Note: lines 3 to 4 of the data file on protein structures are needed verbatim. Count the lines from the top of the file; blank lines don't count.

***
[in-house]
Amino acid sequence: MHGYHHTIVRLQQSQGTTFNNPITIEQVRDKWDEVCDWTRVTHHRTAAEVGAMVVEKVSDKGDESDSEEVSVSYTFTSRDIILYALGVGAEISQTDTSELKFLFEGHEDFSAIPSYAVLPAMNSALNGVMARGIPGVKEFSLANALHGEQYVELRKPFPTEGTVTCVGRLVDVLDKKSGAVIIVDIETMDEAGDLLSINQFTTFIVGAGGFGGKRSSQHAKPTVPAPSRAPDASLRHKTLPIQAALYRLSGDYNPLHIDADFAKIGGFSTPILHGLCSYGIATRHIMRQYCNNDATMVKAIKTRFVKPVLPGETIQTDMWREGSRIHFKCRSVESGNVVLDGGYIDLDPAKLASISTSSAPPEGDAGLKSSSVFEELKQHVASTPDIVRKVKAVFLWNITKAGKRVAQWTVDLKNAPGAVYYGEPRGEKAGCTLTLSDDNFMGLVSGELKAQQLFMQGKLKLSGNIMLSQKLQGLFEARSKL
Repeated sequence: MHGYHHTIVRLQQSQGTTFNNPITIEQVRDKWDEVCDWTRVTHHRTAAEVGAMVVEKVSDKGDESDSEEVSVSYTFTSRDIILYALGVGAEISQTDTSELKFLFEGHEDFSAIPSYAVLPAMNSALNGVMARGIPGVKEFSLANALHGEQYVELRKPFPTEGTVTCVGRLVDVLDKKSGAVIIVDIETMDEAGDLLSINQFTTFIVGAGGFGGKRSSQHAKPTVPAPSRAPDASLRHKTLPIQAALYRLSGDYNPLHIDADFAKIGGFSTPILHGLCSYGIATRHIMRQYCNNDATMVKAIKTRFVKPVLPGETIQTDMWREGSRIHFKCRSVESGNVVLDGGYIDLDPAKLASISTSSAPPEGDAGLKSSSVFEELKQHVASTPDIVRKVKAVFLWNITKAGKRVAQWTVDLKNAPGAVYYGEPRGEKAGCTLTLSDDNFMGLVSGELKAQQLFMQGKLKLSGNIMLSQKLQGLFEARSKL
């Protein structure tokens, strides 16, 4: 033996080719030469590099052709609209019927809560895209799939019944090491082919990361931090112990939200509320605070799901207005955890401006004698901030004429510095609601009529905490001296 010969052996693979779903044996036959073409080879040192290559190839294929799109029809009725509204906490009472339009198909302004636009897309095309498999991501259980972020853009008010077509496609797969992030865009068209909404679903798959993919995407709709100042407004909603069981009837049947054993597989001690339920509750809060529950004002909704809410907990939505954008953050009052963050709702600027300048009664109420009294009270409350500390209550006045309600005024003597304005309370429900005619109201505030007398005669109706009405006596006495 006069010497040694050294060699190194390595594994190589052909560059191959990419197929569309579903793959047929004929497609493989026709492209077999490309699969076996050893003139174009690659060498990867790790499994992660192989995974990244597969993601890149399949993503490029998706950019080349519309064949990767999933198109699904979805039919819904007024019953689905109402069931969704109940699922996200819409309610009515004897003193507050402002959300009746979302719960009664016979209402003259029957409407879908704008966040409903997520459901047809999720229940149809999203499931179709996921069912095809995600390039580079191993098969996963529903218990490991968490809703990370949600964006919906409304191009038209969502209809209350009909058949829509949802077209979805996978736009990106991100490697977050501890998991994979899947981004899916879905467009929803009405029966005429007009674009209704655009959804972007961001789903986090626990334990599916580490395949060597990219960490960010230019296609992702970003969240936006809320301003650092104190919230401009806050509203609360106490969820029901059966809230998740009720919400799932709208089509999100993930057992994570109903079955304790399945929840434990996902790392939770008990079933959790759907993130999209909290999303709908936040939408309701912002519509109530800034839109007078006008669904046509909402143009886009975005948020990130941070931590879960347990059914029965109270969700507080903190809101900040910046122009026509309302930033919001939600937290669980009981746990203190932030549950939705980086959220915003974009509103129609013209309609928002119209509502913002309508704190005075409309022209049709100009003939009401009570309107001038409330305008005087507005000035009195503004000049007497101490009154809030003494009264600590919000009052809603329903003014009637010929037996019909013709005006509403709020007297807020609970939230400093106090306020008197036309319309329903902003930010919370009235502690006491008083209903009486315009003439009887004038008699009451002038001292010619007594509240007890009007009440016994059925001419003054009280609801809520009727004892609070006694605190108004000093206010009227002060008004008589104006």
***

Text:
Repeated sequence: MHGYHHTIVRLQQSQGTTFNNPITIEQVRDKWDEVCDWTRVTHHRTAAEVGAMVVEKVSDKGDESDSEEVSVSYTFTSRDIILYALGVGAEISQTDTSELKFLFEGHEDFSAIPSYAVLPAMNSALNGVMARGIPGVKEFSLANALHGEQYVELRKPFPTEGTVTCVGRLVDVLDKKSGAVIIVDIETMDEAGDLLSINQFTTFIVGAGGFGGKRSSQHAKPTVPAPSRAPDASLRHKTLPIQAALYRLSGDYNPLHIDADFAKIGGFSTPILHGLCSYGIATRHIMRQYCNNDATMVKAIKTRFVKPVLPGETIQTDMWREGSRIHFKCRSVESGNVVLDGGYIDLDPAKLASISTSSAPPEGDAGLKSSSVFEELKQHVASTPDIVRKVKAVFLWNITKAGKRVAQWTVDLKNAPGAVYYGEPRGEKAGCTLTLSDDNFMGLVSGELKAQQLFMQGKLKLSGNIMLSQKLQGLFEARSKL
């Protein structure tokens, strides 16, 4: 033996080719030469590099052709609209019927809560895209799939019944090491082919990361931090112990939200509320605070799901207005955890401006004698901030004429510095609601009529905490001296 010969052996693979779903044996036959073409080879040192290559190839294929799109029809009725509204906490009472339009198909302004636009897309095309498999991501259980972020853009008010077509496609797969992030865009068209909404679903798959993919995407709709100042407004909603069981009837049947054993597989001690339920509750809060529950004002909704809410907990939505954008953050009052963050709702600027300048009664109420009294009270409350500390209550006045309600005024003597304005309370429900005619109201505030007398005669109706009405006596006495 006069010497040694050294060699190194390595594994190589052909560059191959990419197929569309579903793959047929004929497609493989026709492209077999490309699969076996050893003139174009690659060498990867790790499994992660192989995974990244597969993601890149399949993503490029998706950019080349519309064949990767999933198109699904979805039919819904007024019953689905109402069931969704109940699922996200819409309610009515004897003193507050402002959300009746979302719960009664016979209402003259029957409407879908704008966040409903997520459901047809999720229940149809999203499931179709996921069912095809995600390039580079191993098969996963529903218990490991968490809703990370949600964006919906409304191009038209969502209809209350009909058949829509949802077209979805996978736009990106991100490697977050501890998991994979899947981004899916879905467009929803009405029966005429007009674009209704655009959804972007961001789903986090626990334990599916580490395949060597990219960490960010230019296609992702970003969240936006809320301003650092104190919230401009806050509203609360106490969820029901059966809230998740009720919400799932709208089509999100993930057992994570109903079955304790399945929840434990996902790392939770008990079933959790759907993130999209909290999303709908936040939408309701912002519509109530800034839109007078006008669904046509909402143009886009975005948020990130941070931590879960347990059914029965109270969700507080903190809101900040910046122009026509309302930033919001939600937290669980009981746990203190932030549950939705980086959220915003974009509103129609013209309609928002119209509502913002309508704190005075409309022209049709100009003939009401009570309107001038409330305008005087507005000035009195503004000049007497101490009154809030003494009264600590919000009052809603329903003014009637010929037996019909013709005006509403709020007297807020609970939230400093106090306020008197036309319309329903902003930010919370009235502690006491008083209903009486315009003439009887004038008699009451002038001292010619007594509240007890009007009440016994059925001419003054009280609801809520009727004892609070006694605190108004000093206010009227002060008004008589104006």